“Attention women,” runs the 1996 decree. “You will stay inside your homes at all times. It is not proper for women to wander aimlessly about the streets. If you go outside, you must be accompanied by a mahram, a male relative. If you are caught alone on the street you will be beaten and sent home. You will not, under any circumstances show your face. You will cover with a burqa when outside. If you do not, you will be severely beaten. Cosmetics are forbidden. Jewelry is forbidden. You will not wear charming clothes. You will not speak unless spoken to. You will not make eye contact with men. You will not laugh in public. If you do, you will be beaten. You will not paint your nails. If you do, you will be beaten. Girls are forbidden from attending school. All schools for girls will be closed immediately. Women are forbidden from working. If you are found guilty of adultery, you will be stoned to death.”
Hosseini points out in postscript to this book that life was harsh for many Afghan women, especially those in rural areas, even before the arrival of the Taliban, whose “gender apartheid” he describes as “one of the great unresolved injustices of the modern world.” As the president of the U.S.-based Feminist Majority Foundation (which has a campaign focused on Afghan women) noted, “If this was happening to any other class of people around the world, there would be a tremendous outcry.” On a visit to Kabul in 2003, Hosseini recalls “standing at street corners and seeing fully covered women walking along, trailed by four, five, six, seven children. I remember thinking, who is that person inside? What has she seen? What has she endured? What makes her happy? What gives her sorrow? What are her hopes, her longings, her disappointments? A Thousand Splendid Suns is in some ways my attempt at imaging answers to those questions.”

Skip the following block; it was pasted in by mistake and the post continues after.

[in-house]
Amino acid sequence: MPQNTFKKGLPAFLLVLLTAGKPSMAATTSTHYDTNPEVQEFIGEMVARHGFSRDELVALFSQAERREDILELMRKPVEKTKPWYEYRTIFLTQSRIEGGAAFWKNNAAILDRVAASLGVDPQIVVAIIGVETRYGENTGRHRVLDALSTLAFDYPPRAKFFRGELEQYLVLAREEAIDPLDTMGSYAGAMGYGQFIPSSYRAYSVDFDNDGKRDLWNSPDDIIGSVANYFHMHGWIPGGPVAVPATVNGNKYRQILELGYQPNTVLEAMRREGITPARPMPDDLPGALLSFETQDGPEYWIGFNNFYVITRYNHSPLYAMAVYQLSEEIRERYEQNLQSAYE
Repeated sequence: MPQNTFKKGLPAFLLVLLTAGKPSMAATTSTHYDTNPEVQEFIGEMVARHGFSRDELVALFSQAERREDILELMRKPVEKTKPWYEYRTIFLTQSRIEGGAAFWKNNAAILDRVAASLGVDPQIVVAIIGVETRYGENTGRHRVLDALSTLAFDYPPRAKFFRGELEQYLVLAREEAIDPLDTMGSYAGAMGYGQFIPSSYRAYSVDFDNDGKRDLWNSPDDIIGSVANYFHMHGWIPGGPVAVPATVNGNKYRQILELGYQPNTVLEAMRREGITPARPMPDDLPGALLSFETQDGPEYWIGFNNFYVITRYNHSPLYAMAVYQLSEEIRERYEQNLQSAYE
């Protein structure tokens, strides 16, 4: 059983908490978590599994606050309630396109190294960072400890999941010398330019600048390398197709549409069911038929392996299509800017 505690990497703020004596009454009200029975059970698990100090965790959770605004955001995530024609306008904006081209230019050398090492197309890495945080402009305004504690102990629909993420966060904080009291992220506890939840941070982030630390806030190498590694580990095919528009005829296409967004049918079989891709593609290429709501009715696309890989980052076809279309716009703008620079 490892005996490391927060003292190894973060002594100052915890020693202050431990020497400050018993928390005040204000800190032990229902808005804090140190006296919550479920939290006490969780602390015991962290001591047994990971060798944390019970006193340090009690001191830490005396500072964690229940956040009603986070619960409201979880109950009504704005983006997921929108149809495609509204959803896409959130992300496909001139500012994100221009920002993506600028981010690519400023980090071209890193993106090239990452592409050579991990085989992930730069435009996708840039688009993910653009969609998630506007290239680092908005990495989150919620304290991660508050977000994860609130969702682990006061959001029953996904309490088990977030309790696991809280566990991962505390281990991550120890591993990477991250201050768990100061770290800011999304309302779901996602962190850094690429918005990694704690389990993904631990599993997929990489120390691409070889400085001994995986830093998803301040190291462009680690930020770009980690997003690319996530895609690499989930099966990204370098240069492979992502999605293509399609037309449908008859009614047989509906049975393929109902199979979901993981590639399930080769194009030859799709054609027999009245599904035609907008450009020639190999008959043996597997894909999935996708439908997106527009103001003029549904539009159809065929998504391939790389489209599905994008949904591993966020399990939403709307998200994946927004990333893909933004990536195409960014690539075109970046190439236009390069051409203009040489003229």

And for all its sometimes stock plotline and character, A Thousand Splendid Suns is – to this outsider at least – a most valuable and eminently readable window on what life might be like on the other side that mesh screen. (For a female perspective, the Feminist Majority has a reading list that including several books by women at ) On that first outing in a burqa (which was before the Taliban took power), Mariam was taken by her husband to Chicken Street. (“ ‘I don’t see any chickens,’ Mariam said. ‘That’s the one thing you can’t find on Chicken Street.’ Rasheed laughed.”) The street is located in a wealthier neighbourhood and as Mariam waits outside a shop, it’s the women she notices. “Modern Afghan women married to modern Afghan men who did not mind that their wives walked among strangers with makeup on their faces and nothing on their heads.”
You can take a trip to Chicken Street on Google Earth, and find user-generated images of houses and shops, even one labelled “outhouse near Chicken Street.” It’s eerie looking at the busy footpaths, imagining Mariam standing there. Or Laila, who visited the street as a girl with her friends. In the book, a popular restaurant near Chicken Street becomes an interrogation centre and “sometimes screaming was heard from behind its black painted windows.” And just down the road, is the women’s prison, “a drab, square-shaped building in Shar-e-Nau.” But anything more on that would be giving too much away.
Alison McCulloch’s reviews have appeared in The New York Times Book Review and other publications.